He demands my wallet and shiny possessions, and I have no choice but to concede, as I’m none too eager to have another bullet in my face. Just as I begin to pull my wallet out, a man donned in medieval armor leaps from beneath the bridge serving as the foundation for this whole ordeal. Spines shoot out from all corners of his body, and with a few sharp movements, the Hellion is down. I stand up, brushing various forms of filth from my body.

“Don’t you have something to say, commoner?” The hero inquires.

“Commoner? Is that what I am to you?” I growl.

“And what should you be?”

“Your fellow man.”

“I have evolved past mere manhood, commoner. You are beneath me.”

My life was saved by this being, yet I could only resent him. I swung at him with a right hook and bashed him right on the right side of his helmet. It shattered my right hand, of course, and did minimal damage to him.

“Is that anyway to thank your guardian angel, punk?” he slithers before shoving me off of the bridge. My body limbers towards the water beneath, and I shatter its tranquility with a belly-flop. It stings me across every centimeter of flesh, but I manage to come up for air. Paragon’s denizens have certainly been treating me with vile intentions, ripping at my spirit with cruel coincidences. Thousands of heroes in Paragon City, and I had to be saved by one, probably of many, with a deep-rooted superiority disorder mixed with the need for anger management. And we call these titans our heroes.

As I pull my aching body up from the slimy pool in which I was hurled, I notice a brilliant flash of light approaching from my left. I know her face, her costume, her slender and desirable body, her fiery red hair cut to a sassy short length. It is the hero known only as The Starlight Wonder, named by the newspapers several times over for being one of the city’s top 10 saviors. People eat it up. I think it’s ludicrous that we have need for such a statistic.

“Lark M. Kingston, correct?” she chirps.

“That’s me.”

“We have need for you at Paragon City Hall. Come with me, please.”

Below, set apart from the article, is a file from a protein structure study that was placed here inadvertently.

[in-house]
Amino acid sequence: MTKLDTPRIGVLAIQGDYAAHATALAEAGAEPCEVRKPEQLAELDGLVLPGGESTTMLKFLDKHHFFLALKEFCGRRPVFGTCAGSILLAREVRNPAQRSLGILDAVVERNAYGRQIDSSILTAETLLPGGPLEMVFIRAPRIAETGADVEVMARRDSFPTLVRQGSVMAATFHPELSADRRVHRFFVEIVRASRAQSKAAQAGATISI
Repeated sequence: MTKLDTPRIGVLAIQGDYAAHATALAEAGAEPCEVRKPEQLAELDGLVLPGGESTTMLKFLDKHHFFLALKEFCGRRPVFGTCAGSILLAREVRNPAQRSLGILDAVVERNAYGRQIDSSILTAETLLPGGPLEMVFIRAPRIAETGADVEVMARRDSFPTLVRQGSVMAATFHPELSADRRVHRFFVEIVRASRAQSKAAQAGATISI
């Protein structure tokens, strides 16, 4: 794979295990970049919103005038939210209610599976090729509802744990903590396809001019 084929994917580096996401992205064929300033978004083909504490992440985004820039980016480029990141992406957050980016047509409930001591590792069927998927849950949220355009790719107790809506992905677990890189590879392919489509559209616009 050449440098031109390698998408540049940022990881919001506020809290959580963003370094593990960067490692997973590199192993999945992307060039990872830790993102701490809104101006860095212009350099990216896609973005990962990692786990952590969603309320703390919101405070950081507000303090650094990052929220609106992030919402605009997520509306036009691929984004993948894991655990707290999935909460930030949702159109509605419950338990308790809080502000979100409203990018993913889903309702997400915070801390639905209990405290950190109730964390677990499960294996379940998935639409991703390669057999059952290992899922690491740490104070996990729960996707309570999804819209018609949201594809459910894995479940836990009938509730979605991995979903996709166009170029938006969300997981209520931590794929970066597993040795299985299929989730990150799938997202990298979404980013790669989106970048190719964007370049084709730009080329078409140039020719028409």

“Oh? What need is this?”

“Susan Davies of E.L.I.T.E. wishes to meet with you. Apparently, you’re hero material.”

“Is that so? And just what is ‘Elite?’”

“Enhanced Logistics for Insight and Tactical Excellence. It’s the place for all natural-born heroes, those without special mutations or magical powers.”

“What if I don’t go?”

“It’s really up to you, I suppose, though I would question that choice. Paragon could use more heroes.”

“Bull. Shit.”

“Every man, woman, and child can make a difference, Kingston. So please, if you would make your way to City Hall…”

“You want me to walk all the way over there? Can’t you fly me?”

She looks at me blankly, or at least I assume so. The Starlight Wonder wears sunglasses that emanate a brilliant light, presumably due to some sort of powerful glow from her eyes. She picks me up, holding me close, and flies me to Paragon City Hall. I enjoy the ride and the view, and I’m not talking about the view of the city.

The solid marble floor reflects the grandeur of the building’s interior, creating a unique and visceral aura. Every tap of my feet can be heard as I walk beneath the large wooden sign, “New Hero Assignment.” Every hero finds his, her, or its way to this hall at some point. It’s where they find work and up-to-date news on the city’s most nefarious villains.

Susan Davies peers at me from behind her newspaper as I stand awkwardly in her office. She lets a few minutes pass, seemingly inspecting me for something, her eyes squirming around every nook of my body.

“Lark M. Kingston, you have a deep wealth of power. I think you know this,” she says flatly, devoid of all emotion.

“I workout and I know how to fight,” I reply, “That’s the extent of it. I am no super hero.”

“True. Not yet, anyway. I know what happened six nights ago, Mr. Kingston. I know about your wound. One that should’ve been fatal. I know about your recovery. Super human, I’d say.”

“Some would say it’s a miracle, Ms. Davies.”

“Miracles are merely extensions of one man’s gifts to benefit another, Lark.”

“That’s not true at all, Ms. Davies.”

“You can believe what you want, Kingston, and I’ll believe what I want. Regardless, I believe that Paragon City might benefit from having you on its streets. It could benefit from your strength and your spirit. You’re something special, Lark.”

“I don’t care much for heroes, Ms. Davies. They see criminals and us as one of the same. The only difference is how they deal with us. We’re all beneath them. All subject to their scrutiny. It’s almost the Nazi ideal – the superior race.”

“My, my, I didn’t realize you were such the little extremist.”

“And yet, I feel they have the potential to do good. They just… don’t. Our crime rate only grows. The most powerful of villains are never truly defeated. It’s a never ending cycle.”

“Perhaps this is why you should join our cause, Lark. If our numbers grow…”

“But you know it doesn’t work like that, Ms. Davies. Not if everyone is to be the typical hero that saves the woman getting her purse stolen, or the one that busts up a drug deal. Paragon City doesn’t benefit from that. It needs to educate the criminals, or wipe its alleys clean of them.”

“So why don’t you join us, Mr. Kingston? You have such vivid ideals, we could use you.”

She’s right. I pause at this slight revelation, mulling over the possibilities. I have the potential, the strength, the courage. But most of all, I have the will. The will to purge the city of its malicious inhabitants. The will to do good. I may not have much love for heroes, and yet, would my best option for changing the city be to become one?

“Ms. Davies… Where can I get a costume?”